Gerrymandering Power On The Line: Ballots & Boundaries (Correct)

(Corrects the court before which the Arkansas case is being litigated in paragraph 17.)

Unresolved legal questions could fundamentally alter redistricting ground rules for decades to come.

Federal lawsuits from North Carolina, Alabama, and Arkansas test the limits of the Voting Rights Act, the boundaries of state government authority, and the ability of voting rights groups to file racial gerrymandering cases.

Together, the cases could build a near-complete shield for state legislatures bent on achieving maximum partisan advantage in the next redistricting cycle, said election law scholar Franita Tolson of the University of Southern California Gould School of Law.

“These doctrines and approaches in these cases fundamentally reset the rules of the game,” she said. “In 2030 we will live in a completely different world than we lived in in 2020, and 2020 was not favorable to minority voters at all.”

Here’s a quick walk through the basics:

Legal theory: Independent State Legislature Doctrine

Why it matters: The US Supreme Court could give state legislatures the ultimate power to redraw congressional lines, potentially nullifying independent redistricting commissions.

State courts could be prevented from redrawing maps that violate state constitutional protections against partisan gerrymandering, said Jason Marisam, professor at Mitchell Hamline School of Law in St. Paul, Minn.
“We’re one decision away from an anything-goes, ‘Wild, Wild West’ way of partisan gerrymandering,” Marisam said.

Four justices have indicated they’d consider adopting the “independent state legislature” theory in some form, raising the prospect that states with single-party legislative control could legally draw the minority party out of power.

Where it stands: The US Supreme Court is considering whether to take the case next term.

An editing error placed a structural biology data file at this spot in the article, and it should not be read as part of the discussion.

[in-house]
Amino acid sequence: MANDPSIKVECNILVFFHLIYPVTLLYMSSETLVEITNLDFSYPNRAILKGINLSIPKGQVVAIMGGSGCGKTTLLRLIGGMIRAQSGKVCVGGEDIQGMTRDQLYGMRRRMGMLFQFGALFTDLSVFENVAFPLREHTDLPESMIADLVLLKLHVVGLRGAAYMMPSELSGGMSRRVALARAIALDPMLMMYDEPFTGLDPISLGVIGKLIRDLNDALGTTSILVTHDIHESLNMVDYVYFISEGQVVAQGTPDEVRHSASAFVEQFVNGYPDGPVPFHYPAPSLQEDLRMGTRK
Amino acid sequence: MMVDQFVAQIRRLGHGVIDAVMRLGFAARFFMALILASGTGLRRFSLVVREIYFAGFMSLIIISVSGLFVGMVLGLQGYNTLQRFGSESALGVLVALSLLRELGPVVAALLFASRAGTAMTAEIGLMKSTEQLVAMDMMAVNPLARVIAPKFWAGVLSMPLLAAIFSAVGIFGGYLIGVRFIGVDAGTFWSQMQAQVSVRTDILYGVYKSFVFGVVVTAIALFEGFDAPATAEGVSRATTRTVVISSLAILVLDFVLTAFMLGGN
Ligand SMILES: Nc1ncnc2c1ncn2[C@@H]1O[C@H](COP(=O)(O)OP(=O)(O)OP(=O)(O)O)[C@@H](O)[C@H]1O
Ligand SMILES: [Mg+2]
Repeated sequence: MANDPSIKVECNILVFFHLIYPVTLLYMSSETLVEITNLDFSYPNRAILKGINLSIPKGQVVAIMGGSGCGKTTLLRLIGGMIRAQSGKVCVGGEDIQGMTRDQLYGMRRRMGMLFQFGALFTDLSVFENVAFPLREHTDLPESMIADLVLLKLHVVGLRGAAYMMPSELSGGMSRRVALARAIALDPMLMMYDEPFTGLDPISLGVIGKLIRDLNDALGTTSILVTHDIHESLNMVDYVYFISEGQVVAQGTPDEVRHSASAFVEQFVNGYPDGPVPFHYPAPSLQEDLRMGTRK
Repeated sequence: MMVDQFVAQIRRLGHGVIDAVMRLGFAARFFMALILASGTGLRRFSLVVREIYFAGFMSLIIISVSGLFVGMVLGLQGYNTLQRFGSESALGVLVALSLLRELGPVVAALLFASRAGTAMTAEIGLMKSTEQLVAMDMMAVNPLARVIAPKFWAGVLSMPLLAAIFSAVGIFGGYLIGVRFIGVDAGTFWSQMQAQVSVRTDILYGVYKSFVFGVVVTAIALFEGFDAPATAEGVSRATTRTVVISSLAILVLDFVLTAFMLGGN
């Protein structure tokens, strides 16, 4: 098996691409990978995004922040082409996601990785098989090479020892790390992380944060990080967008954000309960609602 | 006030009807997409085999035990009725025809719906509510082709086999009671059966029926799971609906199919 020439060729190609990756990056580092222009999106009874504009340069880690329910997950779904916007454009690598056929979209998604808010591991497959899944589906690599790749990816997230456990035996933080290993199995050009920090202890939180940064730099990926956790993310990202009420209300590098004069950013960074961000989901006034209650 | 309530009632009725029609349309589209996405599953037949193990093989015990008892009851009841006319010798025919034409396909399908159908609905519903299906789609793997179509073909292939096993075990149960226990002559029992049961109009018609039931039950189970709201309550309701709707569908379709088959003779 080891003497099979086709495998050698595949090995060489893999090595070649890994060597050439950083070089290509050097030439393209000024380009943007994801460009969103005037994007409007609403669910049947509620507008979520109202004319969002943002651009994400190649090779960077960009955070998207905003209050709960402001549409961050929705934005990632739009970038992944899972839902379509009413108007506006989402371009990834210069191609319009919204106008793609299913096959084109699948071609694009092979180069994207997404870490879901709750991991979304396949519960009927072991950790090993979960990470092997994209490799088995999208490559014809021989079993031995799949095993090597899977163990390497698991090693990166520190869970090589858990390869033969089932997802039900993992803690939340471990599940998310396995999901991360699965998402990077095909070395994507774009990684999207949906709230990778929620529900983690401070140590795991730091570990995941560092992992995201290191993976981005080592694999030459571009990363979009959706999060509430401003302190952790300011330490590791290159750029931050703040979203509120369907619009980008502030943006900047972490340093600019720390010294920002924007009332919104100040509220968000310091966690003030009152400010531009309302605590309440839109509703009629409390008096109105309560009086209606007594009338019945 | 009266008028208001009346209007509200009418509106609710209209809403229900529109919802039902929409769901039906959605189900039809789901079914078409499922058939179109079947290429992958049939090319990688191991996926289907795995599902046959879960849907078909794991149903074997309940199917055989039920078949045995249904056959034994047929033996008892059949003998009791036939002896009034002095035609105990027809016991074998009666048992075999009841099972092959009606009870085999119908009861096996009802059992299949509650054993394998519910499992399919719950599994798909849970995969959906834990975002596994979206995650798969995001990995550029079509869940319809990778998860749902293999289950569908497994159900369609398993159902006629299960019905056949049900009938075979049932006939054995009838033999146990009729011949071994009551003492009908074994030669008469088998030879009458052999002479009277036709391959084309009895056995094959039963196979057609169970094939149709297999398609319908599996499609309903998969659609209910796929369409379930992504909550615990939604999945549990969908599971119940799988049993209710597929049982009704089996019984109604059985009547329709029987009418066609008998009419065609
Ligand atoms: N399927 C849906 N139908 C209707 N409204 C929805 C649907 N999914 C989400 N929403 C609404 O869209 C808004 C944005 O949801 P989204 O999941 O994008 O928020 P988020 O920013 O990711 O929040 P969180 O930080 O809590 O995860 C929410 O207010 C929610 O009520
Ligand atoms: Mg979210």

Legal theory: Voting Rights Act test conflicts with the 14th Amendment

Why it matters: Legislatures drawing maps could consider race-neutral criteria, such as compactness or decreasing county splits, as more important than the consideration of racial impact, impeding cases under Section 2 of the Voting Rights Act.

“If Alabama’s legal arguments were accepted in whole it could definitely curtail suits, making it a lot more difficult under an already difficult standard for plaintiffs to prevail,” said Davin Rosborough, senior staff attorney for the American Civil Liberties Union’s Voting Rights Project.

The opposing argument is that states revising congressional district lines shouldn’t consider race when it’s not required.

Where it stands: The US Supreme Court stayed the case, and a lower court order drawing a second majority-Black district was stayed during the 2022 cycle. Arguments are set for October.

Legal theory: No “private right of action” under the Voting Rights Act, Section 2

Why it matters: Most racial gerrymandering claims are brought by voting rights groups on behalf of minority voters. The Eighth Circuit Court of Appeals is being asked to rule that only the US attorney general could bring Voting Rights Act lawsuits alleging discriminatory effects of district lines.

Enforcement would fall to the discretion of the president, who might not be inclined to bring cases that would harm his or her party, or that would take resources from other priorities.

Fourteen Republican state attorneys general filed a friend of the court brief arguing voting rights litigation interferes with the states’ ability to pay for voting rights programs.

The opposing view: “Allowing private parties to redress voting rights violations through the courts is a really important mechanism for rooting out racial discrimination in voting,” said Jeffrey Justman, a partner with Faegre Drinker Biddle & Reath LLP, representing a group of former legislators and aides involved with the 1982 Voting Rights Act. His bipartisan group also filed a friend of the court brief.

Where it stands: While some courts have found that a private right is “implied” in the statute, a federal district court in February ruled that the NAACP couldn’t bring a case alleging racial discrimination in Arkansas’ congressional map because no private right is mentioned in the law’s text. That decision’s appeal in the Eighth Circuit could tee up the issue for the US Supreme Court, where Justices Neil Gorsuch and Clarence Thomas have questioned whether private parties can bring these cases.

For the latest, set up BGOV or BLAW alerts on: Moore v. Harper, U.S., No. 21-1271, Merrill v. Caster, U.S., No. 21-1087 and Arkansas State Conference NAACP v. AR Board of Apportionment, 8th Cir., No. 22-1395. — Alex Ebert